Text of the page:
The two leading associations for the hospitality and tourism sector in Australia have welcomed the new financial assistance package put forward this week by the NSW Government in response to the current lockdown, saying that while appreciated, more needs to be done for city hotels.
The current strict stay-at-home orders covering Greater Sydney, Blue Mountains, Central Coast and Wollongong until 11:59pm on July 9 comes at the worst possible time for many hoteliers eagerly looking forward to a strong July school holiday period, said TAA National CEO, Michael Johnson.
“There are 45,000 hotel rooms in Greater Sydney and all these hotels have reported losses of all forward bookings to August,” Johnson said.
The latest government assistance package in response to the lockdowns offered businesses with turnover reductions of 30%, 50% or 70% a one-off cash injection of up to AUD$10,000, with applications for funding due to open in mid-July. Payroll tax and gaming room tax deferrals were also offered as a measure of respite for businesses facing an impromptu wipe-clean of booking sheets.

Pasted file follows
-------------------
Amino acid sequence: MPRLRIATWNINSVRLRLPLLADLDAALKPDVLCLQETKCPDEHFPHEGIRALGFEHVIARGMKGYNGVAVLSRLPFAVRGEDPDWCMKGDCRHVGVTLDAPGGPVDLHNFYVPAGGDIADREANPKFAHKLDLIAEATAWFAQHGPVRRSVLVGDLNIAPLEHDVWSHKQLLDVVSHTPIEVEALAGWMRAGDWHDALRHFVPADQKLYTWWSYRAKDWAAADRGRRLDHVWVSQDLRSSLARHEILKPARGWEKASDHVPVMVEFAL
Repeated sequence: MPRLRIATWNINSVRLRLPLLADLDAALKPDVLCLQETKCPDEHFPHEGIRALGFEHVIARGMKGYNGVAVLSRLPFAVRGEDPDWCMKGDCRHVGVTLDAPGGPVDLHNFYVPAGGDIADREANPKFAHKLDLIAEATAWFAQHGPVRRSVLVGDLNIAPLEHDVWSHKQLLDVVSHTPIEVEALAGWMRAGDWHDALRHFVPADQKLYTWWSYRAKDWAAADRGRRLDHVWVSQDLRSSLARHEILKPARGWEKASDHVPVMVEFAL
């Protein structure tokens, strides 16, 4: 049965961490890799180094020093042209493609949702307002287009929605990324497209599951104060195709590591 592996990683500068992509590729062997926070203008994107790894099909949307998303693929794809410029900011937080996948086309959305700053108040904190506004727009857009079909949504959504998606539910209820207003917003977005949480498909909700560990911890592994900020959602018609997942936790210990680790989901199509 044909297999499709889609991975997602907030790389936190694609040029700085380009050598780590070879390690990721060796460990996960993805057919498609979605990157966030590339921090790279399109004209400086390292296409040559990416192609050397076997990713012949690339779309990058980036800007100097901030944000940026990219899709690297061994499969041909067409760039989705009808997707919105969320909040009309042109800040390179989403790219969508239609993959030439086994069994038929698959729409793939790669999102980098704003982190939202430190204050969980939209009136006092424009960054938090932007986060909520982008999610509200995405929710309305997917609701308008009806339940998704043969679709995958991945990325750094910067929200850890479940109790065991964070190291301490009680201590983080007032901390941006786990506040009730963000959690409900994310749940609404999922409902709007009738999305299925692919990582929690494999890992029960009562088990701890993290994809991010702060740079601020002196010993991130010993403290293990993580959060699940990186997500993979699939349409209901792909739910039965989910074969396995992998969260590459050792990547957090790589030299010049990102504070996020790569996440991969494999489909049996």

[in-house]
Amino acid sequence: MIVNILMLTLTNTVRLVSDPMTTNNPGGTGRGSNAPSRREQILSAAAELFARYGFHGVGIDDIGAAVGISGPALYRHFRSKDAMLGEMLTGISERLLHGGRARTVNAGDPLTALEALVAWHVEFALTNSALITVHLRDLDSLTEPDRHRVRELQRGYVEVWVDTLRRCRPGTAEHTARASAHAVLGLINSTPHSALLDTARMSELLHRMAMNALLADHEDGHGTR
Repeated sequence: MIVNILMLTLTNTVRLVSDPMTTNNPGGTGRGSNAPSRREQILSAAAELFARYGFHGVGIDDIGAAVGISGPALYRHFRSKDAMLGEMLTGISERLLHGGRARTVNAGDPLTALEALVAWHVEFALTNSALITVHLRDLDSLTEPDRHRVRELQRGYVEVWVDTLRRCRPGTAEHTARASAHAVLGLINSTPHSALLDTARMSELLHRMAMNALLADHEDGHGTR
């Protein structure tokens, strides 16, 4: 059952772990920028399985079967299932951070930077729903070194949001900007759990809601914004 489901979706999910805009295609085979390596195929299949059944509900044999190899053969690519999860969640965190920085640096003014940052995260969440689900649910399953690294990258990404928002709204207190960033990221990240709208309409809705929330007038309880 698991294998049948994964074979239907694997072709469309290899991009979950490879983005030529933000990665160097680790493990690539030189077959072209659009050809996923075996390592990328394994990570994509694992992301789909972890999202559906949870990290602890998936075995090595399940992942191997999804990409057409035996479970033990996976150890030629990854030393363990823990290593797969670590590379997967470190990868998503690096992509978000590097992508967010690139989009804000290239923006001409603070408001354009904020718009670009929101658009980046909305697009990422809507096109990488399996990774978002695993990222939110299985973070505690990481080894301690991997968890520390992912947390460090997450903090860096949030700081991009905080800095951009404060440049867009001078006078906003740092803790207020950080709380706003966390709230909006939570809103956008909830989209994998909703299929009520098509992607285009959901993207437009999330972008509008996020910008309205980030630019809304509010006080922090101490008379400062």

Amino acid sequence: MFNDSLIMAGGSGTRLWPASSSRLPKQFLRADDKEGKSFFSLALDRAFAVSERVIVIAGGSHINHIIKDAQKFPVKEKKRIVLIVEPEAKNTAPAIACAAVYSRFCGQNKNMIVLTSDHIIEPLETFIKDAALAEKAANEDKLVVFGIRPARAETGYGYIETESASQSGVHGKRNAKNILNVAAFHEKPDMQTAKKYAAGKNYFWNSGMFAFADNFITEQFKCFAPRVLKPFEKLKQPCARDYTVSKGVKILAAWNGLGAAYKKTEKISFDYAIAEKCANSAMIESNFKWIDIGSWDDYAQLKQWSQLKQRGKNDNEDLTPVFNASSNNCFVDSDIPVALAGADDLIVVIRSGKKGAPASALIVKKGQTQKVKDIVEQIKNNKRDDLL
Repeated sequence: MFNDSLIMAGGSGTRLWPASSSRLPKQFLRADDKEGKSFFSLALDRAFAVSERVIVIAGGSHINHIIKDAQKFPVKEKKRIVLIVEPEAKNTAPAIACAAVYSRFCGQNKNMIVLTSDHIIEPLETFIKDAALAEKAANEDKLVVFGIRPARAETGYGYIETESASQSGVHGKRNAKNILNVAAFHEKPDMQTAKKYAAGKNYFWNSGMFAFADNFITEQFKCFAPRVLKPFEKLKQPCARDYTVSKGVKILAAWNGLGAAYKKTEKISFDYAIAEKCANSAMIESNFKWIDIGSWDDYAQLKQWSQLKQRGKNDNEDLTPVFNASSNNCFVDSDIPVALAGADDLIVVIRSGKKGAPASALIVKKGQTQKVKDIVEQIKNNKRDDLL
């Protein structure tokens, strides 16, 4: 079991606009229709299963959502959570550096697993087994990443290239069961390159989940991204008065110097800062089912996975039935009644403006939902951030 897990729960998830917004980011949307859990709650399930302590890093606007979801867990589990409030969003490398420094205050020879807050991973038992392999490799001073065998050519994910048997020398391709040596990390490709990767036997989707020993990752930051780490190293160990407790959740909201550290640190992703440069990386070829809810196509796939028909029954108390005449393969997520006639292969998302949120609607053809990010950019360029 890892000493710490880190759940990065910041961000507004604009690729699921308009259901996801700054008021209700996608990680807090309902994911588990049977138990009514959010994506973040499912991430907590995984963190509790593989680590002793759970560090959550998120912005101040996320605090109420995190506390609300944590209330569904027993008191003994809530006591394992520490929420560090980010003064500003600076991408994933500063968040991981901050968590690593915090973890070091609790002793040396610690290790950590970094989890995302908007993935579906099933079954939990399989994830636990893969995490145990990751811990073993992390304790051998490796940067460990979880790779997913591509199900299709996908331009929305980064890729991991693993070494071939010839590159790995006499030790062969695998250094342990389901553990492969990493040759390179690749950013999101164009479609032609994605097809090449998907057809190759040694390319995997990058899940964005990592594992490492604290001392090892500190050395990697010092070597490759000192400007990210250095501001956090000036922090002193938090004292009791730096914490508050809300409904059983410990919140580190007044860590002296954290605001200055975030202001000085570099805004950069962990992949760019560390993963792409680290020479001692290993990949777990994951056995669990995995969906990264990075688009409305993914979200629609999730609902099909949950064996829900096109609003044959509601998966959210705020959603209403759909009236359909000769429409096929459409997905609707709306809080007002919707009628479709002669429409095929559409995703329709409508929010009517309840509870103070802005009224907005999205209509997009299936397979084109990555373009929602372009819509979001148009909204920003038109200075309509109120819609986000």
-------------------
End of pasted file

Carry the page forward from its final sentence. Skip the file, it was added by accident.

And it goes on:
Johnson said city hotels were again forced to bear the brunt of the impact of forced cancellations with more assistance from government needed to prevent many from inching closer to the wall.
“Sydney hotels were looking at about 50% occupancy into the holiday period and now many are operating at less than 2%.
“These hotels have been suffering for 15 months and need support for the cancellations they have received so they can continue to pay staff and ongoing costs,” Johnson added.
Accommodation Association CEO, Dean Long, said urgent support was needed to ensure hotels could keep the doors open and continue paying staff.
“The NSW Government’s support package is obviously welcome news for hotels outside metropolitan Sydney who will now be hit with school holiday cancellations but it’s the Sydney hotels, including the larger ones, who most need help and need it now.”
“We’ll continue to engage with Government to ensure our sector and members emerge on the other side of COVID.”